Matthew Swihart, JD, MFA, is the author of “Christianity Simplified: The Basics of the Christian Faith for New Believers and Curious Nonbelievers.” During the day, he works as an attorney, mediator, and arbitrator. He also teaches Chito-Ryu Karate-Do and Yi Jin Jing Qigong. Matthew holds a Juris Doctor from Stetson University College of Law, a Master of Fine Arts in Writing from Goddard College, and a Bachelor of Arts in Creative Writing from the University of South Florida. Matthew spent most of his life in Florida, but now lives in Oregon with his wife and their two furry monsters.
Photo Credit: Jesseelee Kahaloa.
Ken Holt, Literary Programs Director
Stephanie Raffelock, Youth Programs Director
Stephanie Raffelock is an overly caffeinated, type-A personality, and novelist on the verge. A graduate of Naropa University’s program in Creative Writing and Poetics, Stephanie worked an internship at The Boulder Daily Camera and has penned articles for The Aspen Times, Quilters Magazine, Care2.com and Nexus Magazine. She currently writes a bi-monthly column for SixtyandMe.com, and is a regular contributor to The Rogue Valley Messenger.
In addition to her position as the Director of Youth Programs for Willamette Writers, she is also a board member of Southern Oregon University’s Friends of the Hannon Library.
A committed a student of story; Stephanie practices community outreach by teaching creative writing to marginalized populations that include incarcerated individuals. She enjoys literary representation by Dystel, Goderich and Bourett in New York City.
Photo Credit: Tina Bolling
Debby Dodds, Outreach Programs Director
Debby Dodds is the author of the novel Amish Guys Don’t Call (Blue Moon, 2017), has stories in many anthologies, including the NY Times best-selling My Little Red Book (Hachette) and The Things That You Would Have Said (Penguin) The Sun, Salon, xoJane, Portland Family Magazine,Manifest-Station.com, and Hip Mama.
Patri Thompson, Assistant Treasurer
Willamette Writers Office
Kate Ristau, Business Manager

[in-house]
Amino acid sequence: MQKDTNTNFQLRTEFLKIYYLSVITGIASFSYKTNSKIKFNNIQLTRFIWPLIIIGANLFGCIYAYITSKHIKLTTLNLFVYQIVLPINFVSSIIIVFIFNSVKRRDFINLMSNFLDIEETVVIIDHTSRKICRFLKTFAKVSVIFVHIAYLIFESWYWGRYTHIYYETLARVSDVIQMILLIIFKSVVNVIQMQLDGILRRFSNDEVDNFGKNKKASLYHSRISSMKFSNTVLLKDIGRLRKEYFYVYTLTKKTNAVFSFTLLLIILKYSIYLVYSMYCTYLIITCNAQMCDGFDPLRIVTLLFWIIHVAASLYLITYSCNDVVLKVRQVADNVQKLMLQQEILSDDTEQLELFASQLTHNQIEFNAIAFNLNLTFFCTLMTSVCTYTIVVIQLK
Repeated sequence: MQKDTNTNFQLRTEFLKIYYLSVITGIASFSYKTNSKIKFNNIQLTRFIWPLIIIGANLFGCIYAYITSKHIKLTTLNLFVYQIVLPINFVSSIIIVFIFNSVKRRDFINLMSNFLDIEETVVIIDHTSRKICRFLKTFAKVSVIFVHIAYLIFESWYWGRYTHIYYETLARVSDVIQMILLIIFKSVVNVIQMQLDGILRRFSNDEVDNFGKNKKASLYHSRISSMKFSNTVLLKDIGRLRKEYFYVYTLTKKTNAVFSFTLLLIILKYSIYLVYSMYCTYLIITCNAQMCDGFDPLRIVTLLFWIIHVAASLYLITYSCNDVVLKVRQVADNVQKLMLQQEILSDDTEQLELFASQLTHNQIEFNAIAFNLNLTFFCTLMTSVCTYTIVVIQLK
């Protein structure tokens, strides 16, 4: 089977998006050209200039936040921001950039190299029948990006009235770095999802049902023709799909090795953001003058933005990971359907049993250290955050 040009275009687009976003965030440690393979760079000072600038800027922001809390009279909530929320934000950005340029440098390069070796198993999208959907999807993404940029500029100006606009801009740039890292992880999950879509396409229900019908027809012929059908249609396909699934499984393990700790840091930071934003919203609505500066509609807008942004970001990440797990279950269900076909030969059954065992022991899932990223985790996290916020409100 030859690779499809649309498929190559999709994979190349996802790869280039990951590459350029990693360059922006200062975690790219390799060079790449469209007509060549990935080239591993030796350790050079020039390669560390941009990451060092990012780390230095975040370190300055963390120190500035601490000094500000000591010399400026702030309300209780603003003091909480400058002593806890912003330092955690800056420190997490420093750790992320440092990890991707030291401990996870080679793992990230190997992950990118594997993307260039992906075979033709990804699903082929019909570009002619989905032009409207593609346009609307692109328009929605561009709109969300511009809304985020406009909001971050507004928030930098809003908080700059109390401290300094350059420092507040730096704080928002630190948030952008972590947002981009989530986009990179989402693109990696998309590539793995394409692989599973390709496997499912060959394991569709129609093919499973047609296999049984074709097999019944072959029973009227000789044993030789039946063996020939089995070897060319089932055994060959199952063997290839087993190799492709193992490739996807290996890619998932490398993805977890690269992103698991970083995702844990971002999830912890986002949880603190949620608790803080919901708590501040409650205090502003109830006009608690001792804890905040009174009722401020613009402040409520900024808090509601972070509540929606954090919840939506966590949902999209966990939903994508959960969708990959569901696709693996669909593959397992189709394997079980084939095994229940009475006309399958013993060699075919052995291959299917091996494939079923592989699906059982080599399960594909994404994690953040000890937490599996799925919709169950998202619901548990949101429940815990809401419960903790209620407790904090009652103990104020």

Kate Ristau is an author and folklorist who writes young adult and middle grade fiction. Her novels, Clockbreakers and Shadow Girl are available from Indigo Sea Press, and her essays are available at The Washington Post and Literary Mama. In her ideal world, magic and myth combine to create memorable stories with unforgettable characters. Until she finds that world, she’ll live in a house in Oregon where she found a sword behind the water heater and fairies in the backyard.
Photo Credit: Adrienne Barnett
Founder Kay Snow, who had active Multiple Sclerosis when she founded the “Willamette Writers Club” in 1965, called upon her love of writing and help from her friends Leila Hasmann and Kate Herzog.
They served as president, membership chair and bookkeeper during the early years as the club became an incorporated non-profit.
By the time the organization grew to holding member meetings at the Imperial Hotel in downtown Portland (on the first Tuesday of every month – the same schedule the Portland meetings follow to this day), Kay Snow was confined to a wheelchair. However, she remained vitally involved until her death in 1976, also helping to establish the popular Willamette Writers Conference. Her friend, co-founder, and active member Kate Herzog died in 2010.
Since those early days with Kay Snow, Willamette Writers has provided meeting places for the exchange of ideas and information, and has initiated programs designed to help writers increase skills related to the craft of writing, including a writing contest named in honor of Ms. Snow.